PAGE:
Corporations Are Playing with Our Food — and with Our Heads

Food fabricators of industrial agriculture are using Recombinetics to mess with our food and the very DNA of Mother Nature.

From kitchen tables worldwide, you can hear a chorus of parents chastising their children with the same refrain: “Stop playing with your food.”

Children aside, this rebuke needs to be loudly directed at the food fabricators of industrial agriculture. Corporate interests keep toying with the very nature of food — not to benefit consumers, family farmers, workers or the environment, but to fatten the profits of Silicon Valley tech giants, food monopolists and Wall Street financiers.

Meet Recombinetics, a high-tech gene manipulation corporation with bioengineers in its labs remaking farm animals — pigs, for example. Recombinetics wants to mess with the very DNA of Mother Nature’s oinkers to make them produce bigger litters to supply the pork factories of brand-name marketers. It is also genetically altering milk cows to withstand hotter weather so that climate change won’t reduce the output of huge dairy corporations.

This re-engineering of nature to build industrial Frankenanimals is being supported by such land-grant colleges as the University of California, Davis — your tax dollars at work! Of course, this corporate-government collusion faces a high hurdle in the marketplace, for consumers have demonstrated again and again that they don’t want the food they put on their tables tampered with by profiteering geneticists. The tamperers, though, have a solution to that problem: secrecy. The industry is lobbying lawmakers and regulators to outlaw any requirement that milk and meat produced by genetically altered animals be labeled as such. Better to keep consumers in the dark because… well, if given a free choice, people might reject Recombinetics in favor of natural food.

Rather than remake animals and remake the marketplace to benefit corporations that play with our food, let’s remake the corporate system that is trying to industrialize dinner. Corporate manipulators are not out to make food better or more affordable for us, but strictly to make it more profitable for them.
How’re you gonna keep ’em down on the farm after they’ve seen … Angus?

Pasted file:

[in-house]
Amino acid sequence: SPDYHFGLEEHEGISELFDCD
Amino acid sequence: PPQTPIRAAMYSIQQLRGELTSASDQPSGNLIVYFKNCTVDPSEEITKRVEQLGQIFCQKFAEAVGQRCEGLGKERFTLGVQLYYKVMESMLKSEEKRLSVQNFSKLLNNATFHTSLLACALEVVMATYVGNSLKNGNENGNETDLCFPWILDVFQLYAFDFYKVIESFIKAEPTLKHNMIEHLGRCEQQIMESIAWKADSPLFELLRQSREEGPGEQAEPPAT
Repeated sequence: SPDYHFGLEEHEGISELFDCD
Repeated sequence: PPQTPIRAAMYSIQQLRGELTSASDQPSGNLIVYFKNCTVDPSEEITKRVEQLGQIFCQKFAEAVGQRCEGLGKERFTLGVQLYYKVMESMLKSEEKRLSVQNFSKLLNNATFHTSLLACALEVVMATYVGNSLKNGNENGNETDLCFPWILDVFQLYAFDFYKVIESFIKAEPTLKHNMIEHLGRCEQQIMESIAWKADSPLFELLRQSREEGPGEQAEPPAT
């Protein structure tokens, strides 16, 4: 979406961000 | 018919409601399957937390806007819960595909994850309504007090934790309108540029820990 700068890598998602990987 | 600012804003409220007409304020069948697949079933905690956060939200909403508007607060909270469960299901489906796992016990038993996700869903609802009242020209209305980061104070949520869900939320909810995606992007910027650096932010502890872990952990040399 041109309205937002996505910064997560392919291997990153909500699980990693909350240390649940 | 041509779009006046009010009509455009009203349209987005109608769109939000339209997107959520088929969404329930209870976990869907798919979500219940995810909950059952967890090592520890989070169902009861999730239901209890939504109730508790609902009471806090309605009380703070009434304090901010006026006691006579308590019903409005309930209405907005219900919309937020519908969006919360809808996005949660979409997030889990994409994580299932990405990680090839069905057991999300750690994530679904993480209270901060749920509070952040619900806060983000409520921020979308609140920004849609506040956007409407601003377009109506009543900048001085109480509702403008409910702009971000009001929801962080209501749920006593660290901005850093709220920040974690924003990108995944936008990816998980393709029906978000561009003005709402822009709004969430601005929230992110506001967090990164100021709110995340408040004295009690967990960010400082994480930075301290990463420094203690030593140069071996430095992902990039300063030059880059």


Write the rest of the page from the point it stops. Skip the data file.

Not Angus the breed of cattle, and not the time-honored given name of many farm boys, but Angus the 1,000-pound “farmer of the future.” He’s actually not a he, but an it: a robot, toiling away on a hydroponic “farm” that is indoors, soilless and, yes, soulless. Angus is owned and programmed by a multimillion-dollar Silicon Valley startup named Iron Ox, and its homestead is hardly bucolic. It’s in an 8,000-square-foot concrete warehouse in a suburb south of San Francisco.

This farm bot is more of a heavy lifter than a heavy thinker. Basically, Angus wheels around the warehouse to lift, move and hand off large pallets of basil, bok choy and other produce to another robot that, so far, hasn’t earned a name. The human overseers of this robotic animal farm don’t wear John Deere “gimme caps,” but clean-room hairnets, apparently to prevent anything organic from contaminating the edibles or the robot.

Started by a Google engineer, Iron Ox hopes to install duplicates of its faux farm in metropolitan areas across the country. The obvious question is, Why? Well, for the greater good, claims the Googlite owner. “If we can feed people using robots, what could be more impactful than that?” Well, reconnecting our food system to nature, a democratic economy and human beings. The roboticists brag that local warehouse robot farms can provide fresher lettuce than what megafarms ship from thousands of miles away. But wait! Local farmers markets do that, do it even fresher and keep the consumer dollars in the community rather than siphoned off to Iron Ox and the Wall Street financiers of Angus robots.

In fact, the robotic indoor farm hucksters quietly concede that their real business plan depends on “sidestepping” the cost of human labor and local farm owners. Instead of spreading wealth to people and communities, their scheme concentrates food profits in a handful of absentee syndicators, rich investors and technology giants.

Deep in his digital brain, even Angus must know this is stupid.

Jim Hightower